Where And How Do You Dispose Of Your Cell Phones and Paper Documents?

Something I’m planning to do this summer with my sons is to do some dumpster diving, with the advice of my police and security services company owner friends, to see just how much personal information is left out for just anyone walking by to pick up and use, or misuse. We’ll also see about any cell phones that were just dropped in the dumpster or trash can…
How do you dispose of your cell phones? At work, and at home? And what do you do with the papers that contain personally identifiable information (PII) and other sensitive information when you throw them away? Are you more diligent at work? Or at home?
With this in mind, here’s another section from the third article in my June issue of “IT Compliance in Realtime“…


Disposal of Cell Phones
It is easy to just toss your old cell phone in the trash when you no longer want to use it, or donate it to a charity that gives the cell phones to others, or even sell your cell phone on an online auction site to try and recoup some of the cost you paid for it. People who do these actions often do not take the time to remove the data stored on the phones, and as a result, embarrassment can result, or even privacy breaches.
In 2003, a Blackberry was sold on eBay for $15.50. The buyer discovered that the Blackberry, which had belonged to a VP at Morgan Stanley, contained more than 200 internal company emails in addition to a database containing more than 1000 names, job titles, email addresses, and phone numbers (many of them home numbers) for Morgan Stanley executives worldwide. The VP who sold the Blackberry indicated he had assumed the data was erased when he removed the battery.
Your personnel need to know how to effectively remove data from cell phones, and must understand that simply removing the battery does not delete the data on them! Create a procedure for all your personnel to follow to most effectively ensure cell phones containing PII are not disposed of in ways that will lead to a privacy breach. Communicate, periodically and using multiple methods, the disposal policies, procedures, and corporate-approved tools for the disposal of cell phones and other similar types of telecommunications objects.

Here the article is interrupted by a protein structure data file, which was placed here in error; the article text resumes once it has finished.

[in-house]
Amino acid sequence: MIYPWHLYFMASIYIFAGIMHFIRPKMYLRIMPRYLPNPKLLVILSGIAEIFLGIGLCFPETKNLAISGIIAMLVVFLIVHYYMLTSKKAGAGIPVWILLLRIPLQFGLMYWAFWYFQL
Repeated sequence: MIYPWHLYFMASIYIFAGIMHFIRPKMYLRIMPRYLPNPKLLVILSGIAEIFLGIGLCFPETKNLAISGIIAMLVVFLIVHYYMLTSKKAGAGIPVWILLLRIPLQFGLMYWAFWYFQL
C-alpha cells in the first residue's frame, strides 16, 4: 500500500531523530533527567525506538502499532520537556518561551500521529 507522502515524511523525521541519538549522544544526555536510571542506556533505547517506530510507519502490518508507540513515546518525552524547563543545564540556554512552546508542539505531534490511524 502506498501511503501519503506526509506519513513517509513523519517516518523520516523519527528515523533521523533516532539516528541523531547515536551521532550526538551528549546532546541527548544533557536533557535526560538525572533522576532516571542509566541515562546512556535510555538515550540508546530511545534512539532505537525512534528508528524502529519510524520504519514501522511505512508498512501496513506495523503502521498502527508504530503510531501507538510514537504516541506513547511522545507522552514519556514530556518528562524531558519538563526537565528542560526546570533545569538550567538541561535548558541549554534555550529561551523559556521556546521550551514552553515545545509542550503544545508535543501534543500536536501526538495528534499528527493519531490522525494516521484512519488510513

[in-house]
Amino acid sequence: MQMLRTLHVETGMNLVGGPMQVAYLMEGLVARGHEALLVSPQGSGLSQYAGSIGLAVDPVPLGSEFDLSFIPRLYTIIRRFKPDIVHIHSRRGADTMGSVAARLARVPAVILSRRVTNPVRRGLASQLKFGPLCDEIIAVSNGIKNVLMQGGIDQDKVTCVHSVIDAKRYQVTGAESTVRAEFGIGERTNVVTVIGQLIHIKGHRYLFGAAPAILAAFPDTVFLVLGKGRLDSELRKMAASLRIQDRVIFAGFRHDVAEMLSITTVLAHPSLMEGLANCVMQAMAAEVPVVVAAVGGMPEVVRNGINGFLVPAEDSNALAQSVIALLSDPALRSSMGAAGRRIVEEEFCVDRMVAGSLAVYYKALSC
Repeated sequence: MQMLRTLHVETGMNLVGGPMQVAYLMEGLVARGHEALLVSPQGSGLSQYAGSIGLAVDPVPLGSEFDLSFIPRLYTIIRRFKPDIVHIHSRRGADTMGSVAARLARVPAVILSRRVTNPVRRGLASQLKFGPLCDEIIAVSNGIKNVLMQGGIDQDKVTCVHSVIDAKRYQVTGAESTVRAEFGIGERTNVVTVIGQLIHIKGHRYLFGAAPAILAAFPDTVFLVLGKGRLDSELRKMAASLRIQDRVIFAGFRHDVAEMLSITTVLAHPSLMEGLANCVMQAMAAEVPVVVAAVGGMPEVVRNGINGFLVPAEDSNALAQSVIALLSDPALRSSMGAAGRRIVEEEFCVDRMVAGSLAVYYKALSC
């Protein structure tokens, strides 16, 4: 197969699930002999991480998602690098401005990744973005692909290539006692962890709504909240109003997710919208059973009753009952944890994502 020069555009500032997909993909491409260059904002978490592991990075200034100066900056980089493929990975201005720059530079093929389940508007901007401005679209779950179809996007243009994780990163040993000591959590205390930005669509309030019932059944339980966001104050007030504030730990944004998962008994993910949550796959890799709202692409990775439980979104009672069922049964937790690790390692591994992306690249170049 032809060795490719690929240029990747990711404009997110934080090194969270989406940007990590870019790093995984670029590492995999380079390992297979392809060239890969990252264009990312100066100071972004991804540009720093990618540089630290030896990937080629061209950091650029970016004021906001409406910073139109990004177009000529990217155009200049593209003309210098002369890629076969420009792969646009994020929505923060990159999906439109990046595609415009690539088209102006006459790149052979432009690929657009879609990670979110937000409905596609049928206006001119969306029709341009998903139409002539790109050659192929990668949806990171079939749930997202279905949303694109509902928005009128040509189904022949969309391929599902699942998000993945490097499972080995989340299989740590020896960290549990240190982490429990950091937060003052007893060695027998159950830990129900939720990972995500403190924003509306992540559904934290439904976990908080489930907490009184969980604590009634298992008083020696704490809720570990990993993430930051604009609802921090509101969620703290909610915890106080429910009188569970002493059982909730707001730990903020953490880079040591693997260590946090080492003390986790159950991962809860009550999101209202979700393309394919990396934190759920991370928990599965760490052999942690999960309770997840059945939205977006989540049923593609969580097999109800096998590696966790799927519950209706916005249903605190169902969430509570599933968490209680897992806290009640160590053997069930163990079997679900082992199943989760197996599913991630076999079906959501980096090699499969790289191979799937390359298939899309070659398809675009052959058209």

Disposal of Paper Documents
As long as there has been paper, people have been throwing away their privacy, along with the privacy of many others. Unfortunately, things are not getting any better.
In October 2007, a man was going through the dumpster behind the Blockbuster video store in Sarasota, Florida and found boxes filled with membership forms and employment applications that included names, addresses, credit card numbers, and Social Security numbers. He told the store manager about it, and was very surprised and disappointed when he went back the next day and found even more of the same type of information in the same dumpster!
Your personnel must understand that ALL paper documents containing any type of PII, and other sensitive information, must be cross-shredded when thrown away.
Either provide personnel with cross shredders in their areas or provide locked containers to put the papers into so that you can centrally cross-shred the papers. Effectively communicate to your personnel, on an ongoing basis, the disposal policies, procedures and corporate-approved tools for disposal of paper documents.
Quick Reference
Providing a quick reference for personnel is always an effective way to give them the knowledge necessary to make wise disposal decisions for all types of storage media you use within your organization. Consider creating a 5 โˆšรณ 8-inch (or similarly sized) reference card containing information similar to that in Table 1. Of course, change the information to be specific to your organization. Include a contact name, phone number, and/or email address for the person in Information Security to get in touch with.
[Download the full PDF to see Table 1: Approved disposal methods at Company X.]

And now on to July! ๐Ÿ™‚

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